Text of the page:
Almost a year has passed since the Delhi gang rape turned the world’s attention to the treatment of women in India.
The Dec. 16 rape and subsequent death of the 23-year-old physiotherapy student was covered widely by international news outlets and spread quickly over social media, mobilizing Indians to take to the streets in protest. In response, the government swiftly convicted the rapists and passed an anti-rape bill that imposes harsher punishments on sexual offenders—a set of efficient, rapid-fire actions that may have been influenced by the degree of attention the case received.
Many cases, however, are still going unreported by the media and unprosecuted by the courts. In 2012, 600 rapes were reported in Delhi and only one led to a conviction. According to India’s National Crime Records Bureau, the number of reported rapes is increasing every year, yet the majority of these cases get mired in an inefficient and overburdened court system. Victims rarely see justice.
Shubhranshu Choudhary, a former BBC journalist, said the media has an important role to play in directing public and government attention to problems that go unnoticed. Choudhary, who has been fighting for over a decade to democratize Indian media, said he believes outlets are still failing to report on issues facing marginalized communities. Women, Choudhary said, are now turning to citizen journalism to reduce the coverage gap.
Using a new media platform called CGNet Swara, developed by Choudhary and former MIT researcher Bill Thies in 2010, women can record news stories using a mobile phone — a device that 59 percent of Indian households now have access to.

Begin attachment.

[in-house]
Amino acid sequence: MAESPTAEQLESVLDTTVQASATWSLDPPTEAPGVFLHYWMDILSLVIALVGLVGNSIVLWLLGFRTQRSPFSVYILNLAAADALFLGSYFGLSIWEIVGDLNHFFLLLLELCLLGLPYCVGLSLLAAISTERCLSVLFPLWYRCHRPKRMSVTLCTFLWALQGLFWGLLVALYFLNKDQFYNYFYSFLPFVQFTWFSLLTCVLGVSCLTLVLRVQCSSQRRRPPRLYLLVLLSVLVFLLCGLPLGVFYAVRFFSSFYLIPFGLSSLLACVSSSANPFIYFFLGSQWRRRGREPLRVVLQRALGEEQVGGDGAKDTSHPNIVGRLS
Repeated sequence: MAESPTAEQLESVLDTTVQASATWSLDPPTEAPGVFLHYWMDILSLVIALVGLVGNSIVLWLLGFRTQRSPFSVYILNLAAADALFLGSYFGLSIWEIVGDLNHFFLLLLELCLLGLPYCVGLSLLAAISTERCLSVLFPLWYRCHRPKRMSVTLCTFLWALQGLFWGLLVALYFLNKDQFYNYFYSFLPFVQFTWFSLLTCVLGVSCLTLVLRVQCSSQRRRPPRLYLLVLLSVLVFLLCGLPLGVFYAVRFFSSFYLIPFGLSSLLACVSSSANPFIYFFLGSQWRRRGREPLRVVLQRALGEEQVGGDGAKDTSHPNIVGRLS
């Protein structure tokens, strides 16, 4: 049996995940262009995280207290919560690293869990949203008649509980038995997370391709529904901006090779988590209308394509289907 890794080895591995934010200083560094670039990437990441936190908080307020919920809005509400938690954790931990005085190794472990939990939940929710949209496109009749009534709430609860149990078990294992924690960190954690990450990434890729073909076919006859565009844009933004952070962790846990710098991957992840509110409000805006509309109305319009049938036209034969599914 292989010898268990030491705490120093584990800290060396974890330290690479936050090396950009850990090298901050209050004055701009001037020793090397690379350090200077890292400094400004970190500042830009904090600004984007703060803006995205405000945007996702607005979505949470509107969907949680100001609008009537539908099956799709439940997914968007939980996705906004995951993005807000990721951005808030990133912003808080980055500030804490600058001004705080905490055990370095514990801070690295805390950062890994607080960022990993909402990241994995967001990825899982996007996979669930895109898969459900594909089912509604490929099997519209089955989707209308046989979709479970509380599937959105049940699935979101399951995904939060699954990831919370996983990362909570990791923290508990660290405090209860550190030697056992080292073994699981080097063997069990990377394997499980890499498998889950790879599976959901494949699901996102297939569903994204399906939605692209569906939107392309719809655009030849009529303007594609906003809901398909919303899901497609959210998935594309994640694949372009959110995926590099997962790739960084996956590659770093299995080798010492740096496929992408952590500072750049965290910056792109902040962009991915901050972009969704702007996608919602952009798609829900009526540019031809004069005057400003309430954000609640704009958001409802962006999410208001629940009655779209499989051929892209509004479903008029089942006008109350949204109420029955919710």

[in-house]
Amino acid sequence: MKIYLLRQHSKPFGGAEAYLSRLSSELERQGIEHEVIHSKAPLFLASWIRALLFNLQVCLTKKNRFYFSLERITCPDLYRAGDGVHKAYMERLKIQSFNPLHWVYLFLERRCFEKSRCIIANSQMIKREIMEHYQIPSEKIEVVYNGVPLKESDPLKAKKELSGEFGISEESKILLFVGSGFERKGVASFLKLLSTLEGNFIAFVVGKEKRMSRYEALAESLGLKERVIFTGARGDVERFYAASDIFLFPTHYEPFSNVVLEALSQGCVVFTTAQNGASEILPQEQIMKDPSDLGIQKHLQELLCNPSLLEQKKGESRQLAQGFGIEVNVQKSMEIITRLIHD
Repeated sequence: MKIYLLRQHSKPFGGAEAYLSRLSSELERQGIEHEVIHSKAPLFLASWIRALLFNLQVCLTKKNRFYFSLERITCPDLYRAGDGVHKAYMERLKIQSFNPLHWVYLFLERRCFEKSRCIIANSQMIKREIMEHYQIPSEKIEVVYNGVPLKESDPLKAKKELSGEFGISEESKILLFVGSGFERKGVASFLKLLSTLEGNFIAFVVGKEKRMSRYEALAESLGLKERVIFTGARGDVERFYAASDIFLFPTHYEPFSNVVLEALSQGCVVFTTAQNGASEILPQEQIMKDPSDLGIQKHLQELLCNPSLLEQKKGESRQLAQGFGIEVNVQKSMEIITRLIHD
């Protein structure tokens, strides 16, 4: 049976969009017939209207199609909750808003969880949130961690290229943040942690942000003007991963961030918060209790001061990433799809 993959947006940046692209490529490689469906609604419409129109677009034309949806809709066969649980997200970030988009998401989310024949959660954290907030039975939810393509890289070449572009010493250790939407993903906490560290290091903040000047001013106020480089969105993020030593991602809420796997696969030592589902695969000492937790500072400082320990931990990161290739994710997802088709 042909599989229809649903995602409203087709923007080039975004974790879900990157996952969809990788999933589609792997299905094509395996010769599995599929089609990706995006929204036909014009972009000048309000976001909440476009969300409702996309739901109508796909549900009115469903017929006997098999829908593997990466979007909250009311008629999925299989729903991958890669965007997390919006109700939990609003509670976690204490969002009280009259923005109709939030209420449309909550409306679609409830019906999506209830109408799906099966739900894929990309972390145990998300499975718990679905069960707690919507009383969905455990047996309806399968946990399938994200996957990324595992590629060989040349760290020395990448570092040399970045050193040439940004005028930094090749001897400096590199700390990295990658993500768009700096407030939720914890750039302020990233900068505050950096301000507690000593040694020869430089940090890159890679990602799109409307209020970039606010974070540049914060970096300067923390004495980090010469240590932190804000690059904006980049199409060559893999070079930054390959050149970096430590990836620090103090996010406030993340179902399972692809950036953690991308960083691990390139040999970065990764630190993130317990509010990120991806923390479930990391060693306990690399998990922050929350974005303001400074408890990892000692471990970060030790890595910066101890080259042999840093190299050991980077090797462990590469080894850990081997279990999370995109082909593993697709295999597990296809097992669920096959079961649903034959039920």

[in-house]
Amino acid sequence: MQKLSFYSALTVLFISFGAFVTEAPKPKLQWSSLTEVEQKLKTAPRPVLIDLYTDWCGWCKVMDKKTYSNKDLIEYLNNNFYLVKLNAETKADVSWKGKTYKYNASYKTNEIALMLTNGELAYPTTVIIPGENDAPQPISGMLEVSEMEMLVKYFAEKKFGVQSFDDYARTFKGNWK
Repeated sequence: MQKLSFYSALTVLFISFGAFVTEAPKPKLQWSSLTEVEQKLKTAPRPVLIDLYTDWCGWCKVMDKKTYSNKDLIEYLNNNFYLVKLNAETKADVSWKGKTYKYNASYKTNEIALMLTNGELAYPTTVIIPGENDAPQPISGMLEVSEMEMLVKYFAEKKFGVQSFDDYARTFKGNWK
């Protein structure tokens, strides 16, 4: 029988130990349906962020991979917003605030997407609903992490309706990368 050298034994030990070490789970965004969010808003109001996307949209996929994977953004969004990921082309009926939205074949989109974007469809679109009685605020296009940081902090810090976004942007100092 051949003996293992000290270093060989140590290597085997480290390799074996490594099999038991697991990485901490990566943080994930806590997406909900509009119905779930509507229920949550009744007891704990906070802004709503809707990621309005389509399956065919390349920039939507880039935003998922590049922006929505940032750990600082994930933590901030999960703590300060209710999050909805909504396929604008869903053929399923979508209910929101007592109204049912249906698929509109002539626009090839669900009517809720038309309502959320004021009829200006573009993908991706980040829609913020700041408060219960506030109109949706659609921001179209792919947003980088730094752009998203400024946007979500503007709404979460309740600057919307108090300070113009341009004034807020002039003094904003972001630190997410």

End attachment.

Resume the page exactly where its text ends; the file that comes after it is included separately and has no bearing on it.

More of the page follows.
In order for callers not to incur expense, they need only leave a missed call and Swara calls them back. Once recorded, editors listen to the reports, crosscheck the accounts and identify which stories will be broadcast on Swara’s website or hotline.
“The technology itself is rather simple,” said Thies. “What is complex about this endeavor is the editorial process, which involves training a team of editors to go through the volume of incoming reports.”
The organization receives 400 calls each day. Last month, Choudhary organized a women’s training workshop in which 90 women learned how to report more effectively.
Some of the stories are impacting the community tangibly and immediately. This August, for instance, Prakash Gupta, a local citizen journalist, called in from the central Indian village of Bilsapur to report that a tribal woman had been raped by three men. After the story’s publication, the local police unit arrested and remanded the alleged rapists.
So far, Swara has been deployed only in the state of Chhattisgarh, but Choudhary says that women have been eager to participate.
“When we looked at the figures, we found that 31 percent of the messages were by women,” he told me. “All of them are from poor backgrounds, from lower castes, from rural areas.” The other 69 percent of calls come from men.
While many of these women are illiterate, they are articulate in their reporting and boldly document sexual harassment, rape and other issues, Choudhary said.
Rajim Tandi, a 46-year-old woman from the village of Pithora, told me she had left messages on Swara about forests, employment, subsidized food and healthcare.
“I can raise issues related to my village in my own language without any fear of reprisal,” she said. Her reports have been effective in prompting responses from local authorities. “I received calls from officials who heard my reports and inquired directly from me about complaints I filed on Swara. They have resolved many issues I raised.”
Others are deploying the same voice-based technology to help women in other ways. Following the 2012 Delhi rape, Aditya Vashistha, a concerned citizen and technology researcher, used the platform to host a voice petition called “Protect Indian Women,” through which people could report sexual crimes that would be shared with legislators. While the project was not well publicized and few messages were recorded, Vashistha says the experiment points to a range of possibilities for enabling women to be active in fighting for proper media representation and decisive justice.
Bill Thies says this technology could enable women to report encounters with sexual violence, and to create a corpus of witness testimonies that can be incorporated into mainstream media coverage and used by police and courts.